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Devinsky O; Mesad S; Alper K
"Nondominant hemisphere lesions and conversion nonepileptic seizures"
Journal of neuropsychiatry & clinical neurosciences 2001 Summer; 13(3):367-373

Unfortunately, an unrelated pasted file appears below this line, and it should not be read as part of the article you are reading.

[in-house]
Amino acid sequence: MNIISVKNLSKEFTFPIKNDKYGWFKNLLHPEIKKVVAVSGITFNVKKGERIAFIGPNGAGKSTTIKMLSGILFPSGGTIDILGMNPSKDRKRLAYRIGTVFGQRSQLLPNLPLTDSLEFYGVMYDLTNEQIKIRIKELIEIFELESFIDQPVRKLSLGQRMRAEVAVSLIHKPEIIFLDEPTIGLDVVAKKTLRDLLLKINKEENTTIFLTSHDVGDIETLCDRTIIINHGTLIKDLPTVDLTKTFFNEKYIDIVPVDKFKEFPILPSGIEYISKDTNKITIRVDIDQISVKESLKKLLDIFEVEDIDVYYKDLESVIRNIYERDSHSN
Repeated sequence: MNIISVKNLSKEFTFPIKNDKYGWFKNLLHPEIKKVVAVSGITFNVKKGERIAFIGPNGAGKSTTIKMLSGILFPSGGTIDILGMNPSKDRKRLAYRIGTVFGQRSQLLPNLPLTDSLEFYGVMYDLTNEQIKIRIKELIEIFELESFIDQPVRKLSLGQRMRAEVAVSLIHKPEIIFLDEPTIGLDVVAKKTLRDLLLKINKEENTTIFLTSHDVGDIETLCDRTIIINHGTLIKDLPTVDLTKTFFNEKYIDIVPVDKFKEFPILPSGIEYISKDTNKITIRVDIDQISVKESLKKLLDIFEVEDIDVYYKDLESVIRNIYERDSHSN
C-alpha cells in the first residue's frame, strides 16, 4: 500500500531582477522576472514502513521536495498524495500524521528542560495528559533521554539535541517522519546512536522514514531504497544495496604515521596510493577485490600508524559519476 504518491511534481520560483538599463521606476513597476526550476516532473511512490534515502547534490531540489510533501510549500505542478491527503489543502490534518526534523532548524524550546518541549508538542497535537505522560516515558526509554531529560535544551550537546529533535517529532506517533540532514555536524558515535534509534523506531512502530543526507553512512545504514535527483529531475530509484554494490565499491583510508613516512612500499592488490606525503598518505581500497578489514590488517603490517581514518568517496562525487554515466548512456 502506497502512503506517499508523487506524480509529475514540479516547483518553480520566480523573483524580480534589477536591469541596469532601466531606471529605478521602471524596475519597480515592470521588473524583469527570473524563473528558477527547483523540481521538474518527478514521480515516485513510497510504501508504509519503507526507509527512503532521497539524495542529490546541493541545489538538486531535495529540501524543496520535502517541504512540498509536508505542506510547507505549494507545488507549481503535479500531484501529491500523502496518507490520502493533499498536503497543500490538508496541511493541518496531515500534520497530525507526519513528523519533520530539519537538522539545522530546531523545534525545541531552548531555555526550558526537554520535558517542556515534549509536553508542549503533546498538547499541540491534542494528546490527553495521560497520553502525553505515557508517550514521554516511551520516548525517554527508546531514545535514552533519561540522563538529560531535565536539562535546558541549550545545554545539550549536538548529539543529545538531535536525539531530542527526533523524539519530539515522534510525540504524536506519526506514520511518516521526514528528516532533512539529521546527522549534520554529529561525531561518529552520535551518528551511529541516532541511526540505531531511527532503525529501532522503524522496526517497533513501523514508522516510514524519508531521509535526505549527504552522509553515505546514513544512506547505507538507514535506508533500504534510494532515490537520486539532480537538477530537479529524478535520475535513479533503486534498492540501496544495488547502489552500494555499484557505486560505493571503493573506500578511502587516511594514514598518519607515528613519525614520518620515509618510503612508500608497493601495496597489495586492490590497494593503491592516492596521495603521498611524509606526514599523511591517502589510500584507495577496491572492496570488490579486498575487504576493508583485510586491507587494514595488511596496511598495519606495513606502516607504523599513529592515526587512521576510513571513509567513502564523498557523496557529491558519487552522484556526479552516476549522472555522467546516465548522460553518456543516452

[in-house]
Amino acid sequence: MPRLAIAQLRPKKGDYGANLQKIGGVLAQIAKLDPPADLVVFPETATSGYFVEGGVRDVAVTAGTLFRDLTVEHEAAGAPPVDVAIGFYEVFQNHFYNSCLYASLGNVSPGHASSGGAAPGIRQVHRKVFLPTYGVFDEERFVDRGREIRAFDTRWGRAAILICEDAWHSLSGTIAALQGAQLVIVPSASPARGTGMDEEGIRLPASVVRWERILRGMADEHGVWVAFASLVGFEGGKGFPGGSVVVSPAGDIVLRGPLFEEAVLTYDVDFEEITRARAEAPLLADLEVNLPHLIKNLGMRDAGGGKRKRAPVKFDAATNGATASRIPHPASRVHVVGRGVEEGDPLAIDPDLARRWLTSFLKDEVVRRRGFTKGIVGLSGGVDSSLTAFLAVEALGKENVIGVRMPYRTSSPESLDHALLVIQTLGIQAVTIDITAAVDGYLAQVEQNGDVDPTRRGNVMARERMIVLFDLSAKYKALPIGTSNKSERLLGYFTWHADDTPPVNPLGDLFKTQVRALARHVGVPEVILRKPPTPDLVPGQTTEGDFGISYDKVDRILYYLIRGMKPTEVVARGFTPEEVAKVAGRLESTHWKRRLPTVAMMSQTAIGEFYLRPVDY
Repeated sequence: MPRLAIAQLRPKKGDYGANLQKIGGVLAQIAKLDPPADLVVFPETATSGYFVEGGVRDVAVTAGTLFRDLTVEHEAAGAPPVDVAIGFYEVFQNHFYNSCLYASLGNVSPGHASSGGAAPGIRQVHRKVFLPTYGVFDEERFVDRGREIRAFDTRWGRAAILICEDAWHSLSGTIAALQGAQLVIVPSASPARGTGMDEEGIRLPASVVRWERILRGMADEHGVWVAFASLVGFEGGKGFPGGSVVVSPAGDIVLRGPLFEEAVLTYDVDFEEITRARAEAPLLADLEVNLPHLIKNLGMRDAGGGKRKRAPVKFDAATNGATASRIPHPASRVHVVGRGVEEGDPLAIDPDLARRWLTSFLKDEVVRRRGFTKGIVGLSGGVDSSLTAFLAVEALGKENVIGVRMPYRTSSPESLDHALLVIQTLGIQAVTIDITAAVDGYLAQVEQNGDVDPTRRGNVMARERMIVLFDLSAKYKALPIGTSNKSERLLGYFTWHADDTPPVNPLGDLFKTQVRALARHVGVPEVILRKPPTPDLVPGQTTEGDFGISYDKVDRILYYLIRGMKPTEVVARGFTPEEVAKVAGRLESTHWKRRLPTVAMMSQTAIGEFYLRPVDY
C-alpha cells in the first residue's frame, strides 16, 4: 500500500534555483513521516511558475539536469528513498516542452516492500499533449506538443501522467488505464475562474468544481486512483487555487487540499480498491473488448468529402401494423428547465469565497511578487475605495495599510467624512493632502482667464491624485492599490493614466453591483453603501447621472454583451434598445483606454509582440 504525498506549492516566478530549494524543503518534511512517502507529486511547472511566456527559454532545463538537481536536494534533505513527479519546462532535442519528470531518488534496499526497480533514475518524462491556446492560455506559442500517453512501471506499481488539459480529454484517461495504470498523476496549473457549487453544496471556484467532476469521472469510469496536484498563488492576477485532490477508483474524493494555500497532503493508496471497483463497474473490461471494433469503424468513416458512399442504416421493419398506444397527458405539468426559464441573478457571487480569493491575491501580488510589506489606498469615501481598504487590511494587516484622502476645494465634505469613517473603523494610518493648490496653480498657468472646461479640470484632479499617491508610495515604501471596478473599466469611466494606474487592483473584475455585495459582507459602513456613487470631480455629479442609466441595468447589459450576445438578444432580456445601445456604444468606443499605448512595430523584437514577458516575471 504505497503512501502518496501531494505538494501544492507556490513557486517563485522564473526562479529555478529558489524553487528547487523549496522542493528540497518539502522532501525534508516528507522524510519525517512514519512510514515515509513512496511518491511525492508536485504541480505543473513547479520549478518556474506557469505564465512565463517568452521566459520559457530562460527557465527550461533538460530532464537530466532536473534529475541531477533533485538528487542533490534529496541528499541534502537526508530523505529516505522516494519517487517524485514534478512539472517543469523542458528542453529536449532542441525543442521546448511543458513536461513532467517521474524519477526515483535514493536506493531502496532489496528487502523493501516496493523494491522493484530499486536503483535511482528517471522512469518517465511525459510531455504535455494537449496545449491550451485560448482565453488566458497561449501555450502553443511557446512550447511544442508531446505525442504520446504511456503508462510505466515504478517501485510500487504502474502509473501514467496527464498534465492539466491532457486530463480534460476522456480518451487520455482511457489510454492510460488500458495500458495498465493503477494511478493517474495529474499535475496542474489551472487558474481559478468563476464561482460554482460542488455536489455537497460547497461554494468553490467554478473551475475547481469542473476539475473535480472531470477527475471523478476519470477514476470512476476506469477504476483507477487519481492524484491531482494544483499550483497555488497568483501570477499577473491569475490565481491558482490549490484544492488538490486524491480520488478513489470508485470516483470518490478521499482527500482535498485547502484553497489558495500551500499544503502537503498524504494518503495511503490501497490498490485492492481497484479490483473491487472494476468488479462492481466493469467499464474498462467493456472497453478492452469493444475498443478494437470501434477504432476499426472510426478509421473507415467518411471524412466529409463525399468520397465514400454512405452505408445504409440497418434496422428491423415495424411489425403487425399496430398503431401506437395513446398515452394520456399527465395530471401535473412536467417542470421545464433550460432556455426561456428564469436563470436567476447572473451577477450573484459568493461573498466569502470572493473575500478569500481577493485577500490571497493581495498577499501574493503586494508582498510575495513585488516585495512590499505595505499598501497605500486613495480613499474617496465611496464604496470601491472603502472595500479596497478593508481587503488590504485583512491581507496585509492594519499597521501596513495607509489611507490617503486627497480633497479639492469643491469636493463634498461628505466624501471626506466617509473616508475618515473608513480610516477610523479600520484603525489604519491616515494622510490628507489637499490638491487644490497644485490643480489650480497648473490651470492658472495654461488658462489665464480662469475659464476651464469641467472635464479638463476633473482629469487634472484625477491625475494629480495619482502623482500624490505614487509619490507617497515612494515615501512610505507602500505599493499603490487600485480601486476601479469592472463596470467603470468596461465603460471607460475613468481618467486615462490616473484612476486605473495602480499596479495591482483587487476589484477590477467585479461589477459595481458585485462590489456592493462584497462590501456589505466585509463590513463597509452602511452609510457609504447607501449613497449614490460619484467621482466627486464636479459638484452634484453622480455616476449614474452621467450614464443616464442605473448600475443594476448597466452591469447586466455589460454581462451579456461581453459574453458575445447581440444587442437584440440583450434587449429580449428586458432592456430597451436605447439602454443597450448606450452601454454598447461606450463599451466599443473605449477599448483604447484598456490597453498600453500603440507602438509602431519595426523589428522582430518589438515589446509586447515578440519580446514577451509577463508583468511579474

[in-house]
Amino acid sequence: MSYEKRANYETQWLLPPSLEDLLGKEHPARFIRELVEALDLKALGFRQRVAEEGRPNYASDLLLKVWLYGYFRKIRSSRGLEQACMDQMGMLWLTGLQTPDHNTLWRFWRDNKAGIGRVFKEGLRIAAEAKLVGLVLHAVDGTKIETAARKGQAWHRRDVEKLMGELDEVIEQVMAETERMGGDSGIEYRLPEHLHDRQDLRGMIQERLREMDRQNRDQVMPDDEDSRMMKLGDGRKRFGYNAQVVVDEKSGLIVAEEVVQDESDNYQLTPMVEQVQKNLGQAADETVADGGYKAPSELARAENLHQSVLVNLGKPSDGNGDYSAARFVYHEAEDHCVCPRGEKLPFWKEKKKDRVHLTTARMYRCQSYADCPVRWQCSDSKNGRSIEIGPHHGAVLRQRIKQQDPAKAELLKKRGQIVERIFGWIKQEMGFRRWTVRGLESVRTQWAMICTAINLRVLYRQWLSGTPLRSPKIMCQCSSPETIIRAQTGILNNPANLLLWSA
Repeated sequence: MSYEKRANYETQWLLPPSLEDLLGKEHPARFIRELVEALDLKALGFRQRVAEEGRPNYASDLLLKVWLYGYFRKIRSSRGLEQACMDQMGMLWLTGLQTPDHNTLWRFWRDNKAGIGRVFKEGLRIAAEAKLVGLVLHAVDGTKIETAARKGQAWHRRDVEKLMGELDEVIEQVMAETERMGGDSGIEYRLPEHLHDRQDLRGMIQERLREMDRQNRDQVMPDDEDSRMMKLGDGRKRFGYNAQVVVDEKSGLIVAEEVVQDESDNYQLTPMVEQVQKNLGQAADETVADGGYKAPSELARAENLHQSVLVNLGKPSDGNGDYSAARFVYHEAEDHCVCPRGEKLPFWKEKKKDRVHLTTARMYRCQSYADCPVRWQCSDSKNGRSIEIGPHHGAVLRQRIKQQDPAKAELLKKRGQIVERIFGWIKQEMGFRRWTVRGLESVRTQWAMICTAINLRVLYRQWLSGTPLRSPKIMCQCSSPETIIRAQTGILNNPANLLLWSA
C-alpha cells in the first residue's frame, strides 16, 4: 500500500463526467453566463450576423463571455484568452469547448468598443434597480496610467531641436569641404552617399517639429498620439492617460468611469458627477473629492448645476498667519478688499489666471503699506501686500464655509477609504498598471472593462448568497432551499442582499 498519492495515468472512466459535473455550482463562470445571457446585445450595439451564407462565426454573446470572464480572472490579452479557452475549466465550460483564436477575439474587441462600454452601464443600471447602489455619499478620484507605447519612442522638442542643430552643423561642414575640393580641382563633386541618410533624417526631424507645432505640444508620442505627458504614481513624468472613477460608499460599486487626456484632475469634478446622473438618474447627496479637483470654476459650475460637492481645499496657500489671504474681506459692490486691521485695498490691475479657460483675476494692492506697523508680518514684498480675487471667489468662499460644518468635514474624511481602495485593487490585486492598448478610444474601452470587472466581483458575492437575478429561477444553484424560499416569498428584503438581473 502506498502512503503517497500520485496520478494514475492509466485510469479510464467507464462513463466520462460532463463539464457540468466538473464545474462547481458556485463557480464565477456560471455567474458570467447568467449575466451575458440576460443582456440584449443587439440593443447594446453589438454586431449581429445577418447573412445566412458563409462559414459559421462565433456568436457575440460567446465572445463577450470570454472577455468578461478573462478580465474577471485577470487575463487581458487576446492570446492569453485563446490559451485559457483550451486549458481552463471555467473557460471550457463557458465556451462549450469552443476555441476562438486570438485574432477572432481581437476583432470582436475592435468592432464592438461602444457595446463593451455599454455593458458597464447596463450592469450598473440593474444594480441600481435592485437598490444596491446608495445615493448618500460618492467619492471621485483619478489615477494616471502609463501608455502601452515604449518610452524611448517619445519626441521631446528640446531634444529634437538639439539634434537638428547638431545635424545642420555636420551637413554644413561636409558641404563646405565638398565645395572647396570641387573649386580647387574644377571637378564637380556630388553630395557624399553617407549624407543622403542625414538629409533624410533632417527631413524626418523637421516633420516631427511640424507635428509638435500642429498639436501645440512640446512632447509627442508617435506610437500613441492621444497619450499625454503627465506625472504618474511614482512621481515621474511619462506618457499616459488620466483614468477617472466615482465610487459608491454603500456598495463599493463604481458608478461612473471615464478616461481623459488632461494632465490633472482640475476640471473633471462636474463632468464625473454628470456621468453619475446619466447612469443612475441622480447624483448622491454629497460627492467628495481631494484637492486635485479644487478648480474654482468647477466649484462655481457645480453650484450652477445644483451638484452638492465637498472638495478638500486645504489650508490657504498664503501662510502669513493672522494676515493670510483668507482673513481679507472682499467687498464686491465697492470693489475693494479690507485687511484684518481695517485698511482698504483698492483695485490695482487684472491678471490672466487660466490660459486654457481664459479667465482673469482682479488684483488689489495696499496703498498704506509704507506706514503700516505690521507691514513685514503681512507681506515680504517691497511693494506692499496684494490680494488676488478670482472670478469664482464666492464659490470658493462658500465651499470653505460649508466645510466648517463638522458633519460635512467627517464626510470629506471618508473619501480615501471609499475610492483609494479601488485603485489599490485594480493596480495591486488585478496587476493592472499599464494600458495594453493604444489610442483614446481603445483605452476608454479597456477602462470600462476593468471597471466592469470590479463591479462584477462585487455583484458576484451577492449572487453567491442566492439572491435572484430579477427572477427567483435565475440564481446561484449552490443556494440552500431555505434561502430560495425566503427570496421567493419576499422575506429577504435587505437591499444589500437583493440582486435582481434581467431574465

To explore the hypothesis that lateralized hemispheric dysfunction may contribute to the development of conversion symptoms, the authors studied frequency of unilateral cerebral physiological or structural abnormalities in 79 consecutive patients with conversion nonepileptic seizures (C-NES), who were also compared with two groups of epilepsy patients without C-NES. Sixty (76%) of the C-NES patients had unilateral cerebral abnormalities on neuroimaging, of which 85% were structural. Ictal or interictal epileptiform abnormalities on EEG were found in 78% of C-NES patients and focal slowing in another 10%. Fifty (63%) of the C-NES patients had both structural and epileptiform abnormalities. Among the 60 with unilateral abnormalities, 43 (71%) had right hemisphere structural lesions or physiologic dysfunctions (C-NES>non-C-NES, P<0.02). This study supports prior studies and clinical observations that cerebral dysfunction can contribute to the pathogenesis of conversion disorder, and that nondominant hemisphere dysfunction may play a greater role

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